Food and Drug Administration, HHS.
The Food and Drug Administration (FDA) is proposing to require the filing of a premarket approval application (PMA) or a notice of completion of a product development protocol (PDP) for the Cranial Electrotherapy Stimulator. The Agency is also summarizing its proposed findings regarding the degree of risk of illness or injury designed to be eliminated or reduced by requiring this device to meet the statute's approval requirements and the benefits to the public from the use of the device. In addition, FDA is announcing the opportunity for interested persons to request that the Agency change the classification of the cranial electrotherapy stimulator based on new information. This action implements certain statutory requirements.
Submit either electronic or written comments by November 7, 2011. Submit requests for a change in classification by August 23, 2011. FDA intends that, if a final rule based on this proposed rule is issued, anyone who wishes to continue to market the device will need to submit a PMA within 90 days of the effective date of the final rule. Please see section XII of this document for the effective date of any final rule that may publish based on this proposal.
You may submit comments, identified by Docket No. FDA-2011-N-0504 by any of the following methods:
Submit electronic comments in the following ways:
- Federal eRulemaking Portal: http://www.regulations.gov. Follow the instructions for submitting comments.
Submit written submissions in the following ways:
- Fax: 301-827-6870.
- Mail/Hand delivery/Courier (For paper, disk, or CD-ROM submissions): Division of Dockets Management (HFA-305), Food and Drug Administration, 5630 Fishers Lane, Rm. 1061, Rockville, MD 20852.
Instructions: All submissions received must include the Agency name and Docket No. FDA-2011-N-0504 for this rulemaking. All comments received may be posted without change to http://www.regulations.gov, including any personal information provided. For additional information on submitting comments, see the “Comments” heading of the SUPPLEMENTARY INFORMATION section of this document.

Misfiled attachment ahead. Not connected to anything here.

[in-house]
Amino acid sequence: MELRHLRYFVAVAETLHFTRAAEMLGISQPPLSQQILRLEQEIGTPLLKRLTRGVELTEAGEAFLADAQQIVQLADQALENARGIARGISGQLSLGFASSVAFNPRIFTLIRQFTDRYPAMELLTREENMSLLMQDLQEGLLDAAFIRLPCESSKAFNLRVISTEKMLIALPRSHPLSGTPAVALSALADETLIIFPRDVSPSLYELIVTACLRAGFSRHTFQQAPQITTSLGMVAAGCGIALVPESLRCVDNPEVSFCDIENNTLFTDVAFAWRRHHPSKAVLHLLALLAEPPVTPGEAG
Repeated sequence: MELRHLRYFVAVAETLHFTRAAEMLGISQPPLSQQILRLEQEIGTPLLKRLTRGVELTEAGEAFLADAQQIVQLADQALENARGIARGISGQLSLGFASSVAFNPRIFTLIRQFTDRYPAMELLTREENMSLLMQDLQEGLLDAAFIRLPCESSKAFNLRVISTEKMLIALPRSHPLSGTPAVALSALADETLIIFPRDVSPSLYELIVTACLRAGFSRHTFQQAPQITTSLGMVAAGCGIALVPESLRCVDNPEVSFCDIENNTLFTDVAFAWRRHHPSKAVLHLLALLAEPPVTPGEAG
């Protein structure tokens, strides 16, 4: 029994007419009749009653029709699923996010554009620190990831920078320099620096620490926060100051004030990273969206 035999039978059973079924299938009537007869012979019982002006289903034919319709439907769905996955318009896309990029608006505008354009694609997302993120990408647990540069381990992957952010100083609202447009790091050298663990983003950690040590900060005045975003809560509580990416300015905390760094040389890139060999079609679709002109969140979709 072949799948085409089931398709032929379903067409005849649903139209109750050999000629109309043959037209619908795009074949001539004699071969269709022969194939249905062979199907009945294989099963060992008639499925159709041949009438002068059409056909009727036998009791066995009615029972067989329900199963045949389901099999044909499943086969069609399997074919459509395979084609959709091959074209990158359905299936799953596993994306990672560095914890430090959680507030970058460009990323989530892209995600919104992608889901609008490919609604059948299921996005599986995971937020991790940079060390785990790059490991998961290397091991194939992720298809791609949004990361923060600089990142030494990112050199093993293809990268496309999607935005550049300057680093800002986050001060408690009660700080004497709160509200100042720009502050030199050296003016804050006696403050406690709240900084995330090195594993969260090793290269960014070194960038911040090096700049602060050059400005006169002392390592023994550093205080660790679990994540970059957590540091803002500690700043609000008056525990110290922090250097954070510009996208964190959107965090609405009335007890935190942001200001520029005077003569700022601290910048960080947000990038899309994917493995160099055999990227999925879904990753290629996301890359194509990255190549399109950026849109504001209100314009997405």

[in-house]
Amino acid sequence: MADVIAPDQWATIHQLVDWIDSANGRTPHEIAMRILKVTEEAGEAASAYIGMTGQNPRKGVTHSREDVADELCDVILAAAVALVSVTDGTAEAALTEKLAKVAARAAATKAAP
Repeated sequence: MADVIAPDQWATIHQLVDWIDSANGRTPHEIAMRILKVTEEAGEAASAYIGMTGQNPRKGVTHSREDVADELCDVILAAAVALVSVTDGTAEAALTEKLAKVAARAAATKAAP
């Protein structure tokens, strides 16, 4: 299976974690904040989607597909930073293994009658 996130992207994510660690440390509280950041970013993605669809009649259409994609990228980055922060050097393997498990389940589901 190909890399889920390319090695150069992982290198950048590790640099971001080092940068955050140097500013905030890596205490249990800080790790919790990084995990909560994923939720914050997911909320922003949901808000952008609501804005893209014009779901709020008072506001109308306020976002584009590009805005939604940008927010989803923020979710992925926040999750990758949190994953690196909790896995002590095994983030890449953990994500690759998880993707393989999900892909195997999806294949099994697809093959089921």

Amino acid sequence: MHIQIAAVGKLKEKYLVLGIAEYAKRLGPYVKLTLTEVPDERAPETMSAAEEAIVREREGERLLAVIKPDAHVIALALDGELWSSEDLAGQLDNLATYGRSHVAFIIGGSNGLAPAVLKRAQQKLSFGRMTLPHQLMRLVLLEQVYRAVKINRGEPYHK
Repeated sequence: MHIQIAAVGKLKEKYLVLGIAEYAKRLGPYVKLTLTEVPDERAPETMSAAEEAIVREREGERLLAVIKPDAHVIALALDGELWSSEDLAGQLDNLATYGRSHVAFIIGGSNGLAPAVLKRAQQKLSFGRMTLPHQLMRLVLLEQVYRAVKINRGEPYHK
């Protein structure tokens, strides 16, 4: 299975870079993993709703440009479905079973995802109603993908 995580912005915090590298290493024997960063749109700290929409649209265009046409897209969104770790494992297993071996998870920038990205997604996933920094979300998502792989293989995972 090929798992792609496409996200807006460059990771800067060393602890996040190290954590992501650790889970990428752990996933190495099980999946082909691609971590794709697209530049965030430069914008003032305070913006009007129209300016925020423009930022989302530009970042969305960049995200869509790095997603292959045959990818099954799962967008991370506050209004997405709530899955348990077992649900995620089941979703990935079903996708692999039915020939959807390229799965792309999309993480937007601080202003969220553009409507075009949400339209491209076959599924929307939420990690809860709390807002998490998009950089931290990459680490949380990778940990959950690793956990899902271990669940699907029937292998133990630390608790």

Docket: For access to the docket to read background documents or comments received, go to http://www.regulations.gov and insert the docket number, found in brackets in the heading of this document, into the “Search” box and follow the prompts and/or go to the Division of Dockets Management, 5630 Fishers Lane, Rm. 1061, Rockville, MD 20852.Start Further Info Start Printed Page 48063
FOR FURTHER INFORMATION CONTACT:
Timothy Marjenin, Center for Devices and Radiological Health, Food and Drug Administration, 10903 New Hampshire Ave., Bldg. 66, rm. 2258, Silver Spring, MD 20993-0002, 301-796-6502, e-mail: email@example.com.End Further Info End Preamble Start Supplemental Information
I. Background—Regulatory Authorities
The Federal Food, Drug, and Cosmetic Act (the FD&C Act), as amended by the Medical Device Amendments of 1976 (the 1976 amendments) (Pub. L. 94-295), the Safe Medical Devices Act of 1990 (SMDA) (Pub. L. 101-629), and the Food and Drug Administration Modernization Act of 1997 (FDAMA) (Pub. L. 105-115), the Medical Device User Fee and Modernization Act of 2002 (MDUFMA) (Pub. L. 107-250), the Medical Devices Technical Corrections Act (Pub. L. 108-214), and the Food and Drug Administration Amendments Act of 2007 (Pub. L. 110-85), among other amendments, establish a comprehensive system for the regulation of medical devices intended for human use. Section 513 of the FD&C Act (21 U.S.C. 360c) established three categories (classes) of devices, reflecting the regulatory controls needed to provide reasonable assurance of their safety and effectiveness. The three categories of devices are class I (general controls), class II (special controls), and class III (premarket approval).
Under section 513 of the FD&C Act, devices that were in commercial distribution before the enactment of the 1976 amendments, May 28, 1976 (generally referred to as preamendments devices), are classified after FDA has: (1) Received a recommendation from a device classification panel (an FDA advisory committee); (2) published the panel's recommendation for comment, along with a proposed regulation classifying the device; and (3) published a final regulation classifying the device. FDA has classified most preamendments devices under these procedures.